As 2010 Comes to An End, Bad Economic News Continue

December 30, 2010 06:13

The old year is coming to an end and it still has plenty of bad news for the American economy.

The Americano

On Tuesday, the gloomy economic news came from two reports.

In one, the S&P Shiller index that measures property value, fell 0.8 percent from October 2009. It was the biggest year-over decline since December of 2009 and an indication that housing will remain a weak link in a recovering economy.

According to the Bloomberg News, the decrease in property value exceeded the 0.2 percent drop projected by economists.

The second bit of bad news came as the Conference Board reported that its index of U.S. consumer confidence declined to 52.5 in December on concerns of present and future job growth. Economists polled by MarketWatch had expected confidence to rise to 56.9.

“Consumers’ assessment of the current state of the economy and labor market remains tepid, and their outlook remains cautious,” said Lynn Franco, director of Conference Board’s consumer research center, in a statement.

The most depressing news, however, came on the home front.

According to Bloomberg News, a wave of foreclosures waiting to reach the market means home prices will remain under pressure in 2011, representing a risk to household finances. Federal Reserve policy makers this month said “depressed” housing and high unemployment remained constraints on consumer spending, reasons why they reiterated a plan to expand record monetary stimulus.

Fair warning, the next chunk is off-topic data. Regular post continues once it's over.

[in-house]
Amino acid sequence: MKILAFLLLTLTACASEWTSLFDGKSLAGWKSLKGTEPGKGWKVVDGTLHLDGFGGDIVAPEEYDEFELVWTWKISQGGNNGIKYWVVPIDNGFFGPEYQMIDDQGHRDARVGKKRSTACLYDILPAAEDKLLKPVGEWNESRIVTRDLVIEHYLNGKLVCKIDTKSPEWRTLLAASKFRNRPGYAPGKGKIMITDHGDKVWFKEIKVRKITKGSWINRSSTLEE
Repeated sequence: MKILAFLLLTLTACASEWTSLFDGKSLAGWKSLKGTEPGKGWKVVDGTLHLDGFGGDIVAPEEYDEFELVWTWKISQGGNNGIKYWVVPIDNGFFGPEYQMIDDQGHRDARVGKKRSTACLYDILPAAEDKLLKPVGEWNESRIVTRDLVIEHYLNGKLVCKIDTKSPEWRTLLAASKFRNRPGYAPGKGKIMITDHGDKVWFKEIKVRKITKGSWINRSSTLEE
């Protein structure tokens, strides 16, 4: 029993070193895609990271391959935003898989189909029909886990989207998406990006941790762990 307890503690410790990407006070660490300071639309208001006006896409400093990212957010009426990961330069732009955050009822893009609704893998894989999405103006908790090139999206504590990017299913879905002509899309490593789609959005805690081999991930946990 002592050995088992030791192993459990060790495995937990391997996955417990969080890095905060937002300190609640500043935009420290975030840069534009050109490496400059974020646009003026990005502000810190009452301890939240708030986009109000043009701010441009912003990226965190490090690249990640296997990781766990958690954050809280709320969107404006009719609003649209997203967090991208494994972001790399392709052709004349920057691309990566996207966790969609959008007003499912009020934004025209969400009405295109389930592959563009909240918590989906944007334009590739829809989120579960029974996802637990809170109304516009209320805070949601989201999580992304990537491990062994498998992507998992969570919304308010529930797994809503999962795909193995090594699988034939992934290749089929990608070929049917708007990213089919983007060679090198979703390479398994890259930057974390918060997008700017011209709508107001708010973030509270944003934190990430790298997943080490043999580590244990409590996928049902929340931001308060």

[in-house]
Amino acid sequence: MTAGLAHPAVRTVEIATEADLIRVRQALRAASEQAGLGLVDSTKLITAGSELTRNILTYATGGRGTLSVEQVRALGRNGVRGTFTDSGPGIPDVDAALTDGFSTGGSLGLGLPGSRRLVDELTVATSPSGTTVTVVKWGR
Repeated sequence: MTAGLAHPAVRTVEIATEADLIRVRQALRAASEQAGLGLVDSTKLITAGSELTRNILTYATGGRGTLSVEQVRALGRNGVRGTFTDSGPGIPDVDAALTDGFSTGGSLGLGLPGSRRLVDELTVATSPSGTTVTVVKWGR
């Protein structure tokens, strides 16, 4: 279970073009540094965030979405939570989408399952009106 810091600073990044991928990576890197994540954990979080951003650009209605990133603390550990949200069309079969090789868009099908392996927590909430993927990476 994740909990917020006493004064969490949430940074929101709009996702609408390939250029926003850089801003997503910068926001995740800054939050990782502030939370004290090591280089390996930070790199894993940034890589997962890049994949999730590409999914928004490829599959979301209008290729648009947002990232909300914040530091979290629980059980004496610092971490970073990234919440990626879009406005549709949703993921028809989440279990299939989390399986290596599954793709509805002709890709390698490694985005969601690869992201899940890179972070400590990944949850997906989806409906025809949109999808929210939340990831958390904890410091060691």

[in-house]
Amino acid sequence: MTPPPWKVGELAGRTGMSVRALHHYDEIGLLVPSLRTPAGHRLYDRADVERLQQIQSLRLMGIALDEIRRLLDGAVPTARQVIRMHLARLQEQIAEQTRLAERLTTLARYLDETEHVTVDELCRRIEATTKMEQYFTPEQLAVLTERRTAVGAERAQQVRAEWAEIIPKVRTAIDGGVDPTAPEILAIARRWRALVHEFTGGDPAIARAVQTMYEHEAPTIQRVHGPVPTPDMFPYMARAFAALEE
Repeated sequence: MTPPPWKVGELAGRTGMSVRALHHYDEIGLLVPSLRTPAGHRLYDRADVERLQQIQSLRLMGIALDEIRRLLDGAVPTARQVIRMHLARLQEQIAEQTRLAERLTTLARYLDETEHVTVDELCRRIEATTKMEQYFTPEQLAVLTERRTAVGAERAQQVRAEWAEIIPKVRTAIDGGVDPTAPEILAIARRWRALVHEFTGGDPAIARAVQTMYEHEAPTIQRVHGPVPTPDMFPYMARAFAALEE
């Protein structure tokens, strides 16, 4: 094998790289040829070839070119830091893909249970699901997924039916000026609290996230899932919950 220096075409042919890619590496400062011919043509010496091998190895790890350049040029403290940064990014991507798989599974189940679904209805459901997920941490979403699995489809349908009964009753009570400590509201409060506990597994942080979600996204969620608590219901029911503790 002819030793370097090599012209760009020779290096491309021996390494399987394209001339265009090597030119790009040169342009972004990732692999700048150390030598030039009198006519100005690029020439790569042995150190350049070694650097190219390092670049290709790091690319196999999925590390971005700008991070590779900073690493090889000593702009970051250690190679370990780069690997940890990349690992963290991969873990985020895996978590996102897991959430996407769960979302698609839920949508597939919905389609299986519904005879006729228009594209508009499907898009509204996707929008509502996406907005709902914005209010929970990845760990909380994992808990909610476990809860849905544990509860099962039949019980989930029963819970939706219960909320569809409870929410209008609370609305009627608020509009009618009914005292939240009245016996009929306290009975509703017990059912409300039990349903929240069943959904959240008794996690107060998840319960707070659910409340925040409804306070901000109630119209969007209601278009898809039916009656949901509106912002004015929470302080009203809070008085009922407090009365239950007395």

“We’ll remain in negative territory for several more months,” said Dean Maki, chief U.S. economist at Barclays Capital Inc. in New York, who forecast a year-on-year drop of 1.3 percent. “The housing market does remain weak and none of the recent data suggest a substantial pickup.”

The report showed that in 18 of 20 cities surveyed the median price of a home dropped, led by a by a 2.1 percent decline in Atlanta, and decreases of 1.8 percent in Chicago and Minneapolis. Denver and Washington were the only two cities where prices went up.

According to Bloomberg News, six markets, including Atlanta, Charlotte, Miami, Seattle, Tampa and Portland, Oregon, reached their lowest levels in October since prices started to retreat.

“The double-dip is almost here,” said David Blitzer, chairman of the index committee at S&P. Sales aren’t “giving any sense of optimism.”

The 20-city index was down 30 percent in October from its July 2006 peak.

The drop in prices represents a setback for housing after values recovered earlier this year, thanks to an $8,000 homebuyers’ tax credit that lifted purchases.

Bloomberg News added that reports earlier this month showed the housing market is stuck near recession levels even as the broader economy is recovering.  Housing permits fell in November to the third-lowest level on record, while starts rose for the first time in three months, the Commerce Department reported Dec. 16.


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